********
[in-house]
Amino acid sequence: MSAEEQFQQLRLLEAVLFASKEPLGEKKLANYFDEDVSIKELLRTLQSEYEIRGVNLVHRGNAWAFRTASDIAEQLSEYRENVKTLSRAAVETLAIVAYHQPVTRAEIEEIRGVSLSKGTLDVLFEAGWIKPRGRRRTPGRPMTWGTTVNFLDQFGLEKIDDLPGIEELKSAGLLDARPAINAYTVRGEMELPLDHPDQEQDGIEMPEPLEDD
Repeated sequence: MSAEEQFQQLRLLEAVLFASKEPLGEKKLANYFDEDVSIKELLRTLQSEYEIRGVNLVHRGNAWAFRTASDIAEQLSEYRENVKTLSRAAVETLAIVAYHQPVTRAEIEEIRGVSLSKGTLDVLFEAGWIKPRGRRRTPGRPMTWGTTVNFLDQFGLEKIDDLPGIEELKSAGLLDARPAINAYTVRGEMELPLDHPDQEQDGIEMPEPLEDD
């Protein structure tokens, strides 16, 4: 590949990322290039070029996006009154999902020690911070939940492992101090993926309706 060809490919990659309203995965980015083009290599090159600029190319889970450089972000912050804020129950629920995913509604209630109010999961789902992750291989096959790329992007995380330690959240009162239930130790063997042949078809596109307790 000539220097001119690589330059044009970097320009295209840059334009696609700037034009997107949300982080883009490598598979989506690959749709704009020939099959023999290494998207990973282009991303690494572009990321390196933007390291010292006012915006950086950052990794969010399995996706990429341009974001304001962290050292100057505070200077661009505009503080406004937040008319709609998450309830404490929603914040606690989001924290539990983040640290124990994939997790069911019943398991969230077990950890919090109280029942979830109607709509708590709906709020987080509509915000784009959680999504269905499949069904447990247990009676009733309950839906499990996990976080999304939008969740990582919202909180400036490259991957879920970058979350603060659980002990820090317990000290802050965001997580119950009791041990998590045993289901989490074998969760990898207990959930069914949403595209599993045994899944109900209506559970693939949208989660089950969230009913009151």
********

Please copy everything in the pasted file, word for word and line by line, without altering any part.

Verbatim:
[in-house]
Amino acid sequence: MSAEEQFQQLRLLEAVLFASKEPLGEKKLANYFDEDVSIKELLRTLQSEYEIRGVNLVHRGNAWAFRTASDIAEQLSEYRENVKTLSRAAVETLAIVAYHQPVTRAEIEEIRGVSLSKGTLDVLFEAGWIKPRGRRRTPGRPMTWGTTVNFLDQFGLEKIDDLPGIEELKSAGLLDARPAINAYTVRGEMELPLDHPDQEQDGIEMPEPLEDD
Repeated sequence: MSAEEQFQQLRLLEAVLFASKEPLGEKKLANYFDEDVSIKELLRTLQSEYEIRGVNLVHRGNAWAFRTASDIAEQLSEYRENVKTLSRAAVETLAIVAYHQPVTRAEIEEIRGVSLSKGTLDVLFEAGWIKPRGRRRTPGRPMTWGTTVNFLDQFGLEKIDDLPGIEELKSAGLLDARPAINAYTVRGEMELPLDHPDQEQDGIEMPEPLEDD
């Protein structure tokens, strides 16, 4: 590949990322290039070029996006009154999902020690911070939940492992101090993926309706 060809490919990659309203995965980015083009290599090159600029190319889970450089972000912050804020129950629920995913509604209630109010999961789902992750291989096959790329992007995380330690959240009162239930130790063997042949078809596109307790 000539220097001119690589330059044009970097320009295209840059334009696609700037034009997107949300982080883009490598598979989506690959749709704009020939099959023999290494998207990973282009991303690494572009990321390196933007390291010292006012915006950086950052990794969010399995996706990429341009974001304001962290050292100057505070200077661009505009503080406004937040008319709609998450309830404490929603914040606690989001924290539990983040640290124990994939997790069911019943398991969230077990950890919090109280029942979830109607709509708590709906709020987080509509915000784009959680999504269905499949069904447990247990009676009733309950839906499990996990976080999304939008969740990582919202909180400036490259991957879920970058979350603060659980002990820090317990000290802050965001997580119950009791041990998590045993289901989490074998969760990898207990959930069914949403595209599993045994899944109900209506559970693939949208989660089950969230009913009151």